Walking in the Steps of the Clinton 12

It was only 4/10 of a mile, but this walk’s impact will stay with me for a long time.

The Clinton 12 Commemorative Walk brought together people of different races, ages, backgrounds, and political persuasions. This brief walk down the hill to Clinton Middle School (then High School) was an occasion to honor the first students to integrate a high school in the South.

Today’s walk was a far cry from what happened in 1956; angry protesters, racially charged signs, and death threats greeted those students as they walked down the hill to enter Clinton High School. I doubt if they realized at the time that they were walking into history, and that 60 years later they would be making this walk once again. Only this time, it would be to the cheering and standing ovations.

First Baptist Church has an historic place in this community. In 1956, Rev. Paul Turner, Pastor of FBC, walked with six black students to ensure they would get into the school safely. As he left the building, Turner was surrounded by angry protesters who beat him severely. He took a stand and it proved costly for him, all because he wanted to lead the church to “do the right thing.”

In my sermon last Sunday, I told the church I’d be taking a walk similar to what Rev. Turner and those students did. However, the only thing that might be the same is the physical distance from the Green McAdoo school and the Clinton Middle School (High School in 1956). For me, the only concern I might have had was whether or not it would rain, and how hot it would be, and what clothing to wear to remain comfortable. It didn’t take a particular degree of courage to lead the remaining members of the Clinton 12 down the hill into the school where they would be recognized and honored.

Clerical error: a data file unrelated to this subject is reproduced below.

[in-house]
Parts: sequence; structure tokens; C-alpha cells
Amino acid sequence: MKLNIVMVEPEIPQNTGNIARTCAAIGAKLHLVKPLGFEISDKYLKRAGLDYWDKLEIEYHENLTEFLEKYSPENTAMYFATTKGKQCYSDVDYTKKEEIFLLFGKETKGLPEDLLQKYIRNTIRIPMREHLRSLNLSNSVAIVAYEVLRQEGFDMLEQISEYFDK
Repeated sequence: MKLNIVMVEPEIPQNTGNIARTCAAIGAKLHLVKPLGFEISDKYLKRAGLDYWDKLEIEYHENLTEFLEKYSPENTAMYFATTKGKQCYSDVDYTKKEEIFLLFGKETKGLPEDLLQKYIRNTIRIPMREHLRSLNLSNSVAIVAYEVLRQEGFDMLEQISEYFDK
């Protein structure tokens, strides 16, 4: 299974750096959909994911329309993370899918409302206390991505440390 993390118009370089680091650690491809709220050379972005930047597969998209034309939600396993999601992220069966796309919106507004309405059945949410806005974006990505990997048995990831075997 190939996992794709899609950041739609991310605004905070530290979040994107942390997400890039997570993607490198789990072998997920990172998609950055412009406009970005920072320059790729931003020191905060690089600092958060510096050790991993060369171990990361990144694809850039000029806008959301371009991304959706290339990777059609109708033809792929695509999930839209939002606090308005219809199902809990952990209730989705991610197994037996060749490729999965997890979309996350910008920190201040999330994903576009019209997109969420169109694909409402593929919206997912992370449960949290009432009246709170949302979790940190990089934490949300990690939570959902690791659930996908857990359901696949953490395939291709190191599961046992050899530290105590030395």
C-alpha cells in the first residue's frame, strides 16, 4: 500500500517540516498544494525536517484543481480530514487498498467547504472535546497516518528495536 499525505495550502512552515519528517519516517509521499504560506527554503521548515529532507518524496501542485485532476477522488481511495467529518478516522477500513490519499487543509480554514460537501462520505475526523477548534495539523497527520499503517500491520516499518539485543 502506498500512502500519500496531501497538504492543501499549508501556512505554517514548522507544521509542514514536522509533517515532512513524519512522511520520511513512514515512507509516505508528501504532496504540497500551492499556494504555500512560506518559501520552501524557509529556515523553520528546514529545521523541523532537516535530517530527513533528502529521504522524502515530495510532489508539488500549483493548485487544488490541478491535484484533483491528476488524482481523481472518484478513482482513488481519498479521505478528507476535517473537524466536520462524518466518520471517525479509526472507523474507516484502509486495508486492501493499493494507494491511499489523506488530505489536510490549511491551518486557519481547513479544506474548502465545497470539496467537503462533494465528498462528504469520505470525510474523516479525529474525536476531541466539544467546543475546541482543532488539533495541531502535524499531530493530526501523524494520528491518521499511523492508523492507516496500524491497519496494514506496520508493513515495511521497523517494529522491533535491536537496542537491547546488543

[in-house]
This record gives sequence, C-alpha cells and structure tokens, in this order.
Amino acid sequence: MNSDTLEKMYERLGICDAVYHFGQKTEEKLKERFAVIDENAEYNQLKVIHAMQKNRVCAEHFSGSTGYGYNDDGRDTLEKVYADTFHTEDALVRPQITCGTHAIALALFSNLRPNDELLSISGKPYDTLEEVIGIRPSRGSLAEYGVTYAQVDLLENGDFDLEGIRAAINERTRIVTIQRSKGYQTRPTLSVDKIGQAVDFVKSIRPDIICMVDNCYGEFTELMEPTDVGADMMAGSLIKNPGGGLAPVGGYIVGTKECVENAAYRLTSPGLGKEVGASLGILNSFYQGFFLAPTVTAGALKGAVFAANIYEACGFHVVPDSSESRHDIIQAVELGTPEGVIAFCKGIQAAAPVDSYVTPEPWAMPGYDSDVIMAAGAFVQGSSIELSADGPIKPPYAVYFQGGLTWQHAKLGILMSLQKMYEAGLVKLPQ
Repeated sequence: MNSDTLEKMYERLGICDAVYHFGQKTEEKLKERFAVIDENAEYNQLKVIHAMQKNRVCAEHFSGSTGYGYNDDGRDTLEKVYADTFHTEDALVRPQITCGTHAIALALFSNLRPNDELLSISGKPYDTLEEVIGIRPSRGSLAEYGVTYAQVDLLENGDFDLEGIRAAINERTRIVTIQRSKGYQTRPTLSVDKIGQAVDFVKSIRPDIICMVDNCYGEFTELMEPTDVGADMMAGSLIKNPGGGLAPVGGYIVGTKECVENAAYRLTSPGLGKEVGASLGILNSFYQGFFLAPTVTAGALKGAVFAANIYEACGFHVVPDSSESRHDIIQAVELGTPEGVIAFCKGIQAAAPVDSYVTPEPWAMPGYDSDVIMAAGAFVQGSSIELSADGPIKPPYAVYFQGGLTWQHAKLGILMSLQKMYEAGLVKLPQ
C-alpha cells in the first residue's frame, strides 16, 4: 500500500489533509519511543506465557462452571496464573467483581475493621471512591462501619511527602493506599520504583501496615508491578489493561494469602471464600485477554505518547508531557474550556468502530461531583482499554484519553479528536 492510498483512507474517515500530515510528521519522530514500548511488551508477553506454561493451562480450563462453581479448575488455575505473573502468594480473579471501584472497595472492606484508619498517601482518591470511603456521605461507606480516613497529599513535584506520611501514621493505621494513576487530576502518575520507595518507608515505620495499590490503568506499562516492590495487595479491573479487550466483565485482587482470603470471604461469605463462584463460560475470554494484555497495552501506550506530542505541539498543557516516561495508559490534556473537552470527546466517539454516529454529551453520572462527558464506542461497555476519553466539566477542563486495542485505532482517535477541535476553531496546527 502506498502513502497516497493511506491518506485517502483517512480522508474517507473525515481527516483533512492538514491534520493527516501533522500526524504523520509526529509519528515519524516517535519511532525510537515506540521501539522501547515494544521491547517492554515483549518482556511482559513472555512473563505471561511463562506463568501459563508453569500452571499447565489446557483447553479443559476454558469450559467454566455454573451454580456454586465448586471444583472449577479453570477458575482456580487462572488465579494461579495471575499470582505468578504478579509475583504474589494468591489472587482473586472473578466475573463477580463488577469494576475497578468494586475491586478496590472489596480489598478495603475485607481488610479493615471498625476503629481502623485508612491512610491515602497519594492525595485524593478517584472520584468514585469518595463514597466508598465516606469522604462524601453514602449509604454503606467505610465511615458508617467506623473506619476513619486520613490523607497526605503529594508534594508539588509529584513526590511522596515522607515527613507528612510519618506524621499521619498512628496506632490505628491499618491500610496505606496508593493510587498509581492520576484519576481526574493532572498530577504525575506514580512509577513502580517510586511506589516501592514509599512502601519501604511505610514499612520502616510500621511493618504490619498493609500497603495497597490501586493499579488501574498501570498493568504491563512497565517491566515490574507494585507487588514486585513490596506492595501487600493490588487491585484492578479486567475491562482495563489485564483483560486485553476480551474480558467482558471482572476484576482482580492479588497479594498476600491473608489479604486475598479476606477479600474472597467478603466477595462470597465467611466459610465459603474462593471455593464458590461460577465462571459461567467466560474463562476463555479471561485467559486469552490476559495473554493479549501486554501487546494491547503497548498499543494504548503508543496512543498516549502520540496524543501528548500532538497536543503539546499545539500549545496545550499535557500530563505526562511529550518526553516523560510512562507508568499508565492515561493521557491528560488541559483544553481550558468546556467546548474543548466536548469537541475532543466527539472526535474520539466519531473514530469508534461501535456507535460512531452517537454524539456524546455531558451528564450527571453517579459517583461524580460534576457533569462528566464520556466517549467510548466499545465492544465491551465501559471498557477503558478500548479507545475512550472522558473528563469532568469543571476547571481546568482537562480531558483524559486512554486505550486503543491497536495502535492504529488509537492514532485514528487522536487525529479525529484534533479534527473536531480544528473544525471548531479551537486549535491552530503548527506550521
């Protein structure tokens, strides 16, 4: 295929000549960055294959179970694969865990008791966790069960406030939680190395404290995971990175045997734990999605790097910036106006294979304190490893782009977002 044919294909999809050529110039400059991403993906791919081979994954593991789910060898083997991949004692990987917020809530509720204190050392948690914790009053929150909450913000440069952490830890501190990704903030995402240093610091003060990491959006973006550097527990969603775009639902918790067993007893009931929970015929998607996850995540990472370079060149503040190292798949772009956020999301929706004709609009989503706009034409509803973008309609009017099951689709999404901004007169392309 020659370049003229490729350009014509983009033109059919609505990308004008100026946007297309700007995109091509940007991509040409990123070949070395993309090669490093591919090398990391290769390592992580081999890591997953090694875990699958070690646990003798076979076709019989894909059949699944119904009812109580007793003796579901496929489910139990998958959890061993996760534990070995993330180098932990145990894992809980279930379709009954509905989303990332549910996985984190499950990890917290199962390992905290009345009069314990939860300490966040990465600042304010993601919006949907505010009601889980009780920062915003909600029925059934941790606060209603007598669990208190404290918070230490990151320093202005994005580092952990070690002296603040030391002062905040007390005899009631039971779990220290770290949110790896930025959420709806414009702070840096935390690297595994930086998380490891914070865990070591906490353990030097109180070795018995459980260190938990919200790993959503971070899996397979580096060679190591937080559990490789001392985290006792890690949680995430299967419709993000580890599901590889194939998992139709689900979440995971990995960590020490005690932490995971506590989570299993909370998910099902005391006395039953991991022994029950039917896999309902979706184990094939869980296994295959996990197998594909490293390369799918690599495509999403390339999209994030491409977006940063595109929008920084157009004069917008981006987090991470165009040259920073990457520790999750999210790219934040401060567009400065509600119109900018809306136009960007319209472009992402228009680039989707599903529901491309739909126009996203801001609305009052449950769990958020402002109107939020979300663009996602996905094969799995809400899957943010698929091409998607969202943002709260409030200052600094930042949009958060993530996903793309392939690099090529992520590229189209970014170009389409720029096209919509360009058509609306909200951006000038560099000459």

Walking with them now isn’t the same as walking with them then, very few of us know what it’s been like to walk in their shoes since that moment in 1956.

It was a humbling yet joyous experience to have walked down the hill with my wife Lori on my right side, Bobby Cain on the other, and some words of Rev. Turner in my coat pocket. Cain was the first black student to graduate from a high school in the South. Turner’s words were from the sermon manuscript that he preached on the Sunday after he was beaten for walking six black students down that same hill into the high school.

I found his words, uttered more than 60 years ago, eerily applicable and relevant for our nation today:

Now we see clearly again it is Christ or Chaos! Necessity is upon us. Either we assert ourselves in the spirit of the Christian ideal, or life, and government, and business, and economics, and peace, and community integrity, and joy, and Christian usefulness are all on the toboggan sliding backward! Let life be anchored to faith, hope, and love. Let God make us better people, and immediately our community and nation will see better days.

It was a honor to meet Bobby Cain those other students who walked down a hill and into history. Today’s ceremony is a reminder of how far we have come, and how much farther there is to go for the causes of justice, equality, and compassion.

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